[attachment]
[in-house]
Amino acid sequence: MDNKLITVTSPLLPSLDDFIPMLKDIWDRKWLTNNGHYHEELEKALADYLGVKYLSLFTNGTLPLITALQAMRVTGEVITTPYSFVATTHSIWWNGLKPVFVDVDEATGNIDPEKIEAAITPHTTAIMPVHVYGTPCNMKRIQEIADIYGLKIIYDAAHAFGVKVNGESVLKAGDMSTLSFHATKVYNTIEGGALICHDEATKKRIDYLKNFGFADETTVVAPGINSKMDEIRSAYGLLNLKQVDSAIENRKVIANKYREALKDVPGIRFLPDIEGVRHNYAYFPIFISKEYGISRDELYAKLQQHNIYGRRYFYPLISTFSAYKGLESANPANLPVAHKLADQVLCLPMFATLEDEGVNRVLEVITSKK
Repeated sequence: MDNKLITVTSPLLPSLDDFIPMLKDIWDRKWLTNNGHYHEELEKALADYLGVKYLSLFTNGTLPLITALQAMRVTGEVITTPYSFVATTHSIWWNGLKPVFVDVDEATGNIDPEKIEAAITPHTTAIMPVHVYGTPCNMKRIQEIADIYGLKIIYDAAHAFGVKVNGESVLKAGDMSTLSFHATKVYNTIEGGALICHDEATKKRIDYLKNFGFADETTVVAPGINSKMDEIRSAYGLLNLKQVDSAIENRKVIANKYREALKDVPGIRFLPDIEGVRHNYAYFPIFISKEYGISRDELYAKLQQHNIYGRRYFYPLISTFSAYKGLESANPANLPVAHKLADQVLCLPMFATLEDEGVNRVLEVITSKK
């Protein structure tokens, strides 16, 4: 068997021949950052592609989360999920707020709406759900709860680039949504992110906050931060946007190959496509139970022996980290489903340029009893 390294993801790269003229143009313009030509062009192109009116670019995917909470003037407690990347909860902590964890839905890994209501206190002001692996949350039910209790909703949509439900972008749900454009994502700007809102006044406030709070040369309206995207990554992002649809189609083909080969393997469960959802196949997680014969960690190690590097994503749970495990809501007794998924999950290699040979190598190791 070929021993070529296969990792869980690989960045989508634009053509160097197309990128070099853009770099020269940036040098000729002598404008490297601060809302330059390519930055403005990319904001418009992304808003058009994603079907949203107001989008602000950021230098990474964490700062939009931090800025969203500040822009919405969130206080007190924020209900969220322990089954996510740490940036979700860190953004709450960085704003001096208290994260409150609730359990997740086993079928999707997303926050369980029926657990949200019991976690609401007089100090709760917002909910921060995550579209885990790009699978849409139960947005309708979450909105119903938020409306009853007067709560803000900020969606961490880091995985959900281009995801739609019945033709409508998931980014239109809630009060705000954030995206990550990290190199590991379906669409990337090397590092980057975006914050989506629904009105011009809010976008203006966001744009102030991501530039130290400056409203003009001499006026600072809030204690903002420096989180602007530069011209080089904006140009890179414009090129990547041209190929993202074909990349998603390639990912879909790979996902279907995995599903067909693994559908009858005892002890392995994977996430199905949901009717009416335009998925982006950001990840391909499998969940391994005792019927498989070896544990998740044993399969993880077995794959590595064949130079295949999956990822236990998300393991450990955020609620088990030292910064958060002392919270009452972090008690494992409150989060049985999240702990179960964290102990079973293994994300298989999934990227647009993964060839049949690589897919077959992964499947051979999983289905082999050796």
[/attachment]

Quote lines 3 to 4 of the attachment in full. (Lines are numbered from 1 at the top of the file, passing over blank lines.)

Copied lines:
Repeated sequence: MDNKLITVTSPLLPSLDDFIPMLKDIWDRKWLTNNGHYHEELEKALADYLGVKYLSLFTNGTLPLITALQAMRVTGEVITTPYSFVATTHSIWWNGLKPVFVDVDEATGNIDPEKIEAAITPHTTAIMPVHVYGTPCNMKRIQEIADIYGLKIIYDAAHAFGVKVNGESVLKAGDMSTLSFHATKVYNTIEGGALICHDEATKKRIDYLKNFGFADETTVVAPGINSKMDEIRSAYGLLNLKQVDSAIENRKVIANKYREALKDVPGIRFLPDIEGVRHNYAYFPIFISKEYGISRDELYAKLQQHNIYGRRYFYPLISTFSAYKGLESANPANLPVAHKLADQVLCLPMFATLEDEGVNRVLEVITSKK
């Protein structure tokens, strides 16, 4: 068997021949950052592609989360999920707020709406759900709860680039949504992110906050931060946007190959496509139970022996980290489903340029009893 390294993801790269003229143009313009030509062009192109009116670019995917909470003037407690990347909860902590964890839905890994209501206190002001692996949350039910209790909703949509439900972008749900454009994502700007809102006044406030709070040369309206995207990554992002649809189609083909080969393997469960959802196949997680014969960690190690590097994503749970495990809501007794998924999950290699040979190598190791 070929021993070529296969990792869980690989960045989508634009053509160097197309990128070099853009770099020269940036040098000729002598404008490297601060809302330059390519930055403005990319904001418009992304808003058009994603079907949203107001989008602000950021230098990474964490700062939009931090800025969203500040822009919405969130206080007190924020209900969220322990089954996510740490940036979700860190953004709450960085704003001096208290994260409150609730359990997740086993079928999707997303926050369980029926657990949200019991976690609401007089100090709760917002909910921060995550579209885990790009699978849409139960947005309708979450909105119903938020409306009853007067709560803000900020969606961490880091995985959900281009995801739609019945033709409508998931980014239109809630009060705000954030995206990550990290190199590991379906669409990337090397590092980057975006914050989506629904009105011009809010976008203006966001744009102030991501530039130290400056409203003009001499006026600072809030204690903002420096989180602007530069011209080089904006140009890179414009090129990547041209190929993202074909990349998603390639990912879909790979996902279907995995599903067909693994559908009858005892002890392995994977996430199905949901009717009416335009998925982006950001990840391909499998969940391994005792019927498989070896544990998740044993399969993880077995794959590595064949130079295949999956990822236990998300393991450990955020609620088990030292910064958060002392919270009452972090008690494992409150989060049985999240702990179960964290102990079973293994994300298989999934990227647009993964060839049949690589897919077959992964499947051979999983289905082999050796």